Understanding wound healing stages will help you recover faster after an injury. Too often, people fail to fully recover after they sprain an ankle or sever a ligament. Returning to normal activity can result in re-injury or long-term pain that’s difficult to manage. In the worst cases, a minor injury can require surgery to fix when things go wrong.
The body requires time to heal and needs enough rest to go through the stages of wound healing properly. Otherwise, patients are more likely to experience pain and discomfort. When recovery is rushed, the body compensates, which can affect long-term movement. For example, people with knee injuries sometimes walk with a limp or change how they stand for years. These types of changes can lead to pain and other health issues later in life.
Once you know what the body must do to heal, you’re more likely to give yourself enough time and proper treatment after an injury. Here’s some useful information on all of the stages of wound healing and what you can do to move through them faster.
Stage 1 – The Hemostasis Phase
When an injury first happens, the body’s immune system scrambles to return things to balance. For instance, if you cut yourself, your body will send resources to the area to clot the blood and stop the bleeding. It seeks to limit the spread of the injury and protect your body from further harm.
The first stage is all about stabilization and stopping the pain. Indeed, the body’s immune system is remarkable with its speed and effectiveness in reaching hemostasis after a bleeding injury.
Stage 2 – The Inflammatory Phase
Have you ever noticed how an injury swells up or turns red quickly after an injury? This is because, in the second wound-healing phase, the body sends blood to the affected area to give it the resources required to build new tissue, muscle, skin, or whatever else is damaged.
White blood cells enter the area looking for harmful bacteria to fight and kill. They work to remove dirt and other debris that comes from contacting the ground after a fall that skids knees, for example.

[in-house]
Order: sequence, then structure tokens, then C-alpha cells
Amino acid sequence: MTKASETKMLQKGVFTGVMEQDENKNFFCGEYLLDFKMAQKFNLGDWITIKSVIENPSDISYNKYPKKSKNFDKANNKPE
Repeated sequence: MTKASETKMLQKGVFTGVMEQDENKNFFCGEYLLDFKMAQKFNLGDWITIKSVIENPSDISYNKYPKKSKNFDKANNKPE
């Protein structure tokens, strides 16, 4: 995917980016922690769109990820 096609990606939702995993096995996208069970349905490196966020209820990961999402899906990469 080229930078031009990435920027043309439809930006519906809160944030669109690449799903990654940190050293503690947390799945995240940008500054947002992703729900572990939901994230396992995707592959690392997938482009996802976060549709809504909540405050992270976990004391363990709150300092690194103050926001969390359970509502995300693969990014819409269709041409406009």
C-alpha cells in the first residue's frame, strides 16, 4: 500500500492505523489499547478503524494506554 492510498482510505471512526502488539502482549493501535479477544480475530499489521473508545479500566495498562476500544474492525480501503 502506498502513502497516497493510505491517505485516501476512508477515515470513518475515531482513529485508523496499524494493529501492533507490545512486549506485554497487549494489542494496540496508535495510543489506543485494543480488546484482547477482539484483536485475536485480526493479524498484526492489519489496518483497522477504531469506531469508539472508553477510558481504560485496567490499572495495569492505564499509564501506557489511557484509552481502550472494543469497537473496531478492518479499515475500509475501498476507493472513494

Once the white blood cells finish their jobs, macrophages enter the area to clean the injury. Next, they put out growth hormones and proteins that promote healing and repair. This phase can last several days or longer, depending on the injury.
Stage 3 – The Proliferative Phase
After the wound is cleaned, the body moves into stage three. The proliferative phase is when the body starts to rebuild. The immune system refills the wound, shrinks its edges, and finally covers it.
Some marks of stage three include shiny red skin that you’ll see start to grow around scabs or incisions. Then, the wound starts to shrink and eventually comes together on all sides. Eventually, the cut or hole in the skin disappears, which can take anywhere from a week to several weeks.
Stage 4 – The Maturation Phase
In the final stage of wound healing, new tissue matures and becomes stronger and more flexible. Next, the fibers in the skin, muscles, or tendons start to grow into full strength. This is often the longest phase of healing because it can take a long time for certain injuries to heal. For instance, an ACL tear can take months until the repaired ligament is strong enough to bear a person’s full weight or go through regular exercises.
You’ll notice no signs of scabbing or redness in this phase. It’s more about stability and strength, which is often hard to gauge because people tend to be anxious to return to their previous activity levels.
This stage, however, is usually the most important because it takes time for the body to reach full strength after an injury. Therefore, anyone healing from a severe injury should seek professional medical advice on whether they’re strong enough to start exercising again.
Peptides & Wound Healing
The peptides Thymosin Beta 4 and BPC-157 have been through extensive research in animal models related to wound healing. Results show that they increase the rate of tissue repair and promote better cell migration, and reduce inflammation in injured subjects. In addition, both naturally occurring human proteins demonstrate in animal models that they reduce oxidative stress and protect cells that support neurons and other cells involved in tissue repair.